So as you work with these stakeholders, you should seek to gain the insight that you will need as a CISO, which is to understand what assets are essential and must be protected for the organization to be successful.
As you begin discussions with your stakeholders, there is one crucial point I want you as CISO to pay attention to and document. This critical point is the tone that you and your teams get from these stakeholders for anything associated with your cyber-security program. Most boards of directors only speak about cyber-security when there is a breach. If the board is routinely addressing security and senior executive management is sponsoring your security program, you should see the beginnings of cyber-security awareness taking root in the organization’s culture.
However, if this is not the case, it will be harder for you to get true information when conducting your assessment. I bring this point up because it will give you much-needed insight into how you should address your stakeholders and the responses you might receive from them.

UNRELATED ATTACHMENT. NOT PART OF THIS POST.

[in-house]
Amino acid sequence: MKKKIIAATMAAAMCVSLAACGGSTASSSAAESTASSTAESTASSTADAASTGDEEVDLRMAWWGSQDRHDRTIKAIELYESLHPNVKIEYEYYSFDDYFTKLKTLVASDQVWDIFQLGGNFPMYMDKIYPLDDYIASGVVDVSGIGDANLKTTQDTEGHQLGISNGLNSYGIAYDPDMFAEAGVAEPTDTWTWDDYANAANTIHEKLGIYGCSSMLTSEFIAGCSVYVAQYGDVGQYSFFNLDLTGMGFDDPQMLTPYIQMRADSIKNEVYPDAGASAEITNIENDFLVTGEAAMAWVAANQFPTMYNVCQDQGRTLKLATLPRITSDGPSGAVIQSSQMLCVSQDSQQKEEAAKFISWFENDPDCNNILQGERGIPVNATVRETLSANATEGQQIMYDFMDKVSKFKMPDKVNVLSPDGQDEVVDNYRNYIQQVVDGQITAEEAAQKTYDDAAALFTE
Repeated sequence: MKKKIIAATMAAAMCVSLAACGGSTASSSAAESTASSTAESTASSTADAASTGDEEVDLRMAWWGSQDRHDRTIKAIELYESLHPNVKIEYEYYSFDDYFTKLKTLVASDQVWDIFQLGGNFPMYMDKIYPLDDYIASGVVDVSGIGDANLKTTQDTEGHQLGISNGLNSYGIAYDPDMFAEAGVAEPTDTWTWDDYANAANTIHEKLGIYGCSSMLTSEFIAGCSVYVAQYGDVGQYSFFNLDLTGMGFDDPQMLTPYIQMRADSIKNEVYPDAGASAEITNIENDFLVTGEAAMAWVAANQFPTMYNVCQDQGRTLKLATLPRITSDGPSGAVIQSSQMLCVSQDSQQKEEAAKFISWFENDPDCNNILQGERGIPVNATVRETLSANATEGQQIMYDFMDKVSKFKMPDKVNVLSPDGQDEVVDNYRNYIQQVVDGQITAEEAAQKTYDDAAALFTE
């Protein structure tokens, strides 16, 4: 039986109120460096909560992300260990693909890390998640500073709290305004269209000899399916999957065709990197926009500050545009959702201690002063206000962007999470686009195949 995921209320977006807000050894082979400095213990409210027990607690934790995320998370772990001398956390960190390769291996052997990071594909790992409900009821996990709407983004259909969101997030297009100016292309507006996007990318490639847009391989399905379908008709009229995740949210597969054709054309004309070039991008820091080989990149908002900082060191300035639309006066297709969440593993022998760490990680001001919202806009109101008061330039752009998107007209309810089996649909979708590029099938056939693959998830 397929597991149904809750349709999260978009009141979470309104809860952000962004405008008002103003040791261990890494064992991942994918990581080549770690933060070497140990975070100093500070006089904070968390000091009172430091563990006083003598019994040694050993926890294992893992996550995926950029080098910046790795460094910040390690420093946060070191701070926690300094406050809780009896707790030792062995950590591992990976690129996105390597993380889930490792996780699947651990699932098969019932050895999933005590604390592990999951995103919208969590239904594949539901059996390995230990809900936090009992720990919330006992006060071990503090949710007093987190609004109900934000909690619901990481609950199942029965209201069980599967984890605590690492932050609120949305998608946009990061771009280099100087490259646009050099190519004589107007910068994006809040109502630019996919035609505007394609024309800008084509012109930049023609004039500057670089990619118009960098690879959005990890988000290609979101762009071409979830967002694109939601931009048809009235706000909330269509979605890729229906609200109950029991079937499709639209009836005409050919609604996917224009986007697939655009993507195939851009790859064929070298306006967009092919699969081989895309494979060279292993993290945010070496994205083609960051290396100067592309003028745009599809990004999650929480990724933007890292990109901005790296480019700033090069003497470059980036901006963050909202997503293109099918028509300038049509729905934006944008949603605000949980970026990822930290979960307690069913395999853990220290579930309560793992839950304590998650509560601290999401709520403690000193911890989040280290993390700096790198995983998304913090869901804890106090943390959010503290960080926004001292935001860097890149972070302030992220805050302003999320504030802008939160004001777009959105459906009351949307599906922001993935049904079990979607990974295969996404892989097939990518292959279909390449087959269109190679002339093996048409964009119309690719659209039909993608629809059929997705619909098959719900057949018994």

As a CISO, I have found in the past that there will be departments that will want to work with me as a partner and departments that will try to ignore me. Those that were partners I treated as equals in the process, and I championed their projects at tech review. I also included their inputs in new security policies and work processes and requested their assistance with my reluctant departments to eventually grow the trust required to conduct a full cyber risk assessment with all departments.
So back to our cyber risk assessment. As CISO you should also review current practices and overall company preparedness. Several critical processes that should be a focus of the risk assessment are:
- “Risk Management and Governance” – this component is about strong governance with clearly-defined roles and responsibilities. There should be assigned accountability to adequately identify, assess, and manage risks across the organization. How well does management account for cyber risk when implementing new technologies? Is there a formal process to review and mitigate issues as required? It is also in this process that we look at our personnel, who are the company’s first line of defense. It is here that we address whether the organization is providing cyber awareness training to employees and whether this training is effective in providing employees with an awareness of ongoing cyber risk.